Cats and crickets: Testing the naivety of reintroduced Cheetahs to predatory cues

Cats and crickets: Testing the naivety of reintroduced Cheetahs to predatory cues

As wildlife numbers decline, it is becoming an increasingly popular theory that it is viable to reintroduce once captive individuals back into the wild. However, reintroductions may fail as newly introduced animals could be naïve to the threats around them.

Mar 7, 2022
Dinokeng’s Cheetahs: A conservation success story Part Two

Dinokeng’s Cheetahs: A conservation success story Part Two

The second instalment of our wildly popular Dinokeng's Cheetah: A conservation success story

Jul 5, 2021
Dinokeng’s Cheetahs: A conservation success story Part One

Dinokeng’s Cheetahs: A conservation success story Part One

Although Dinokeng Game Reserve management has reintroduced several historically occurring large mammals, its Cheetah reintroduction has been particularly successful. This must-tell story documents Dinokeng’s contribution to the conservation of Africa’s most endangered cat species.

Jun 30, 2021
Science Snippets: Successfully rearing orphaned cheetah in their natural habitat

Science Snippets: Successfully rearing orphaned cheetah in their natural habitat

It is generally understood that our knowledge of the status and trends in African Lion (Panthera leo) numbers is relatively poor, and the collective ability of governments and the wider conservation community to identify priorities or to assess the impacts of interventions, is limited.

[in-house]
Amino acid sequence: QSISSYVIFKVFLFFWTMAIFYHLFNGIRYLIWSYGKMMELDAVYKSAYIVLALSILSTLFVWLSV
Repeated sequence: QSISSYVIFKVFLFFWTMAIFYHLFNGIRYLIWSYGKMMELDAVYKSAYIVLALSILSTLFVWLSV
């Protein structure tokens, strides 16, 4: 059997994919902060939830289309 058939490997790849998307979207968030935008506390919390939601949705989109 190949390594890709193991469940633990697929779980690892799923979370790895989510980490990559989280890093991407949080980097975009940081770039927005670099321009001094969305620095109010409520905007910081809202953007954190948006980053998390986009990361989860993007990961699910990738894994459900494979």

Feb 25, 2021
Winning the race against extinction

Winning the race against extinction

We were pleased to be part of a very special evening on 4 December 2019, aimed at celebrating International Cheetah Day, which takes place each year on that date, where we showcased the work being done by the EWT’s Cheetah Conservation Project. This event was generously hosted by PwC South Africa, one of the primary sponsors of this work.

Dec 13, 2019
Wheels on the ground and wings in the air

Wheels on the ground and wings in the air

The EWT’s on-the-ground work takes place across southern and East Africa, often in remote and far-flung places, where conservation action is needed most. This means that our team members must travel great distances to save species and habitats, and work with communities that rely on natural resources to survive. This would not be possible without the support of two of our most generous donors.

Sep 27, 2019